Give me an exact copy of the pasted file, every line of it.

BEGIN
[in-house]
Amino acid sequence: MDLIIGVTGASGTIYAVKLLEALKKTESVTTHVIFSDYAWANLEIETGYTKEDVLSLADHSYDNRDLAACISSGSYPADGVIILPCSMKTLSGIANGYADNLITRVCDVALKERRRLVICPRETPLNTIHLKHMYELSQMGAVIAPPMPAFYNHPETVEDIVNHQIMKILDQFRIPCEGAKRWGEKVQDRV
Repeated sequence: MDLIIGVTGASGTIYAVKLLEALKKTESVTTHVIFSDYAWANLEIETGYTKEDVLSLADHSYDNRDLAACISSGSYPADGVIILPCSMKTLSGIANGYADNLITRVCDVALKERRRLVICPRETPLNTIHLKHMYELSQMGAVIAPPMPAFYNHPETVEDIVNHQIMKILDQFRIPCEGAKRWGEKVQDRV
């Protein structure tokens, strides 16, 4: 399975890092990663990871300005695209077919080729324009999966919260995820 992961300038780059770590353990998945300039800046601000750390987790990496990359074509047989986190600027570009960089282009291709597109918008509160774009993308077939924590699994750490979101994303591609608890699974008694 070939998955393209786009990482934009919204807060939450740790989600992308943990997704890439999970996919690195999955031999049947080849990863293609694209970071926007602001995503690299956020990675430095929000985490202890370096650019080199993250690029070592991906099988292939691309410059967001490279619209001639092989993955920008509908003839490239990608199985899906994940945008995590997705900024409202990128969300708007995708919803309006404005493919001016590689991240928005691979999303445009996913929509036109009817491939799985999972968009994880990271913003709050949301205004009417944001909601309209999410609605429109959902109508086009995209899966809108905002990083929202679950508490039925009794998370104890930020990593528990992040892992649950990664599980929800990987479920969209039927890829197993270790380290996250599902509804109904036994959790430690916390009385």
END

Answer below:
[in-house]
Amino acid sequence: MDLIIGVTGASGTIYAVKLLEALKKTESVTTHVIFSDYAWANLEIETGYTKEDVLSLADHSYDNRDLAACISSGSYPADGVIILPCSMKTLSGIANGYADNLITRVCDVALKERRRLVICPRETPLNTIHLKHMYELSQMGAVIAPPMPAFYNHPETVEDIVNHQIMKILDQFRIPCEGAKRWGEKVQDRV
Repeated sequence: MDLIIGVTGASGTIYAVKLLEALKKTESVTTHVIFSDYAWANLEIETGYTKEDVLSLADHSYDNRDLAACISSGSYPADGVIILPCSMKTLSGIANGYADNLITRVCDVALKERRRLVICPRETPLNTIHLKHMYELSQMGAVIAPPMPAFYNHPETVEDIVNHQIMKILDQFRIPCEGAKRWGEKVQDRV
């Protein structure tokens, strides 16, 4: 399975890092990663990871300005695209077919080729324009999966919260995820 992961300038780059770590353990998945300039800046601000750390987790990496990359074509047989986190600027570009960089282009291709597109918008509160774009993308077939924590699994750490979101994303591609608890699974008694 070939998955393209786009990482934009919204807060939450740790989600992308943990997704890439999970996919690195999955031999049947080849990863293609694209970071926007602001995503690299956020990675430095929000985490202890370096650019080199993250690029070592991906099988292939691309410059967001490279619209001639092989993955920008509908003839490239990608199985899906994940945008995590997705900024409202990128969300708007995708919803309006404005493919001016590689991240928005691979999303445009996913929509036109009817491939799985999972968009994880990271913003709050949301205004009417944001909601309209999410609605429109959902109508086009995209899966809108905002990083929202679950508490039925009794998370104890930020990593528990992040892992649950990664599980929800990987479920969209039927890829197993270790380290996250599902509804109904036994959790430690916390009385």